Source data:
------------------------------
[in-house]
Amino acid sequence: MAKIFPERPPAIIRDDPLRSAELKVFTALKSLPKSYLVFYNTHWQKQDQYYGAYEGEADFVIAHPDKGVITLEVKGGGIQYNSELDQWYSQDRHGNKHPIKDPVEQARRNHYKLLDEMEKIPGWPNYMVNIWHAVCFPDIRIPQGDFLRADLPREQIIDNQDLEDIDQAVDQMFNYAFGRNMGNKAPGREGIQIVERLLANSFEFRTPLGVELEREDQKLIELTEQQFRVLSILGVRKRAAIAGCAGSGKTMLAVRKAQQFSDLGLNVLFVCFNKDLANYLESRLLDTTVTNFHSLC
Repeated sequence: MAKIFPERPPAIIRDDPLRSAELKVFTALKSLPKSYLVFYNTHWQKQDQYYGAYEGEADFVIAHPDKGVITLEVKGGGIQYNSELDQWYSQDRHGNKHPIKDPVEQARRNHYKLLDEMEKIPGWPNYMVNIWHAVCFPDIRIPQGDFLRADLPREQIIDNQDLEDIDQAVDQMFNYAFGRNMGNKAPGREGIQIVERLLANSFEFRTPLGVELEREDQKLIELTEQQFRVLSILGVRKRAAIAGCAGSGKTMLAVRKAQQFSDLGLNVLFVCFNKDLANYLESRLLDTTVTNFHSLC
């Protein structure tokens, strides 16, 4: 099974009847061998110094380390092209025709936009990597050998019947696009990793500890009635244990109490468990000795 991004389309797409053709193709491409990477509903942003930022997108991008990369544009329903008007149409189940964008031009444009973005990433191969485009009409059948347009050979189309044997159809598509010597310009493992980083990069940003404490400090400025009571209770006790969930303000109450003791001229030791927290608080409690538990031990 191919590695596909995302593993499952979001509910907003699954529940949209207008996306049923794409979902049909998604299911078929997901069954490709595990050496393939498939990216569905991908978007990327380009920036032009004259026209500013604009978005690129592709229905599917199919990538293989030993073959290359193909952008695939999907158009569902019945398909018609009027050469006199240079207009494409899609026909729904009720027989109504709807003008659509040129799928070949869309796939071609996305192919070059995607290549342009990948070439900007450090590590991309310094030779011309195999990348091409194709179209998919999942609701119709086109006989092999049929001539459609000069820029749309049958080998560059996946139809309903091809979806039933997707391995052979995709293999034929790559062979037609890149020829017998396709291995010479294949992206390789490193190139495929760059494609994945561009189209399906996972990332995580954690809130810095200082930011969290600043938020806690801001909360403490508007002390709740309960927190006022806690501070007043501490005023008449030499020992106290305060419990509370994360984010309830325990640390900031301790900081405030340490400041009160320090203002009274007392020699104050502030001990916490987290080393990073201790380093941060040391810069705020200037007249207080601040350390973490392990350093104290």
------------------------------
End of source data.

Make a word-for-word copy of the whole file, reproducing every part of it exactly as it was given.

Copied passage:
[in-house]
Amino acid sequence: MAKIFPERPPAIIRDDPLRSAELKVFTALKSLPKSYLVFYNTHWQKQDQYYGAYEGEADFVIAHPDKGVITLEVKGGGIQYNSELDQWYSQDRHGNKHPIKDPVEQARRNHYKLLDEMEKIPGWPNYMVNIWHAVCFPDIRIPQGDFLRADLPREQIIDNQDLEDIDQAVDQMFNYAFGRNMGNKAPGREGIQIVERLLANSFEFRTPLGVELEREDQKLIELTEQQFRVLSILGVRKRAAIAGCAGSGKTMLAVRKAQQFSDLGLNVLFVCFNKDLANYLESRLLDTTVTNFHSLC
Repeated sequence: MAKIFPERPPAIIRDDPLRSAELKVFTALKSLPKSYLVFYNTHWQKQDQYYGAYEGEADFVIAHPDKGVITLEVKGGGIQYNSELDQWYSQDRHGNKHPIKDPVEQARRNHYKLLDEMEKIPGWPNYMVNIWHAVCFPDIRIPQGDFLRADLPREQIIDNQDLEDIDQAVDQMFNYAFGRNMGNKAPGREGIQIVERLLANSFEFRTPLGVELEREDQKLIELTEQQFRVLSILGVRKRAAIAGCAGSGKTMLAVRKAQQFSDLGLNVLFVCFNKDLANYLESRLLDTTVTNFHSLC
């Protein structure tokens, strides 16, 4: 099974009847061998110094380390092209025709936009990597050998019947696009990793500890009635244990109490468990000795 991004389309797409053709193709491409990477509903942003930022997108991008990369544009329903008007149409189940964008031009444009973005990433191969485009009409059948347009050979189309044997159809598509010597310009493992980083990069940003404490400090400025009571209770006790969930303000109450003791001229030791927290608080409690538990031990 191919590695596909995302593993499952979001509910907003699954529940949209207008996306049923794409979902049909998604299911078929997901069954490709595990050496393939498939990216569905991908978007990327380009920036032009004259026209500013604009978005690129592709229905599917199919990538293989030993073959290359193909952008695939999907158009569902019945398909018609009027050469006199240079207009494409899609026909729904009720027989109504709807003008659509040129799928070949869309796939071609996305192919070059995607290549342009990948070439900007450090590590991309310094030779011309195999990348091409194709179209998919999942609701119709086109006989092999049929001539459609000069820029749309049958080998560059996946139809309903091809979806039933997707391995052979995709293999034929790559062979037609890149020829017998396709291995010479294949992206390789490193190139495929760059494609994945561009189209399906996972990332995580954690809130810095200082930011969290600043938020806690801001909360403490508007002390709740309960927190006022806690501070007043501490005023008449030499020992106290305060419990509370994360984010309830325990640390900031301790900081405030340490400041009160320090203002009274007392020699104050502030001990916490987290080393990073201790380093941060040391810069705020200037007249207080601040350390973490392990350093104290």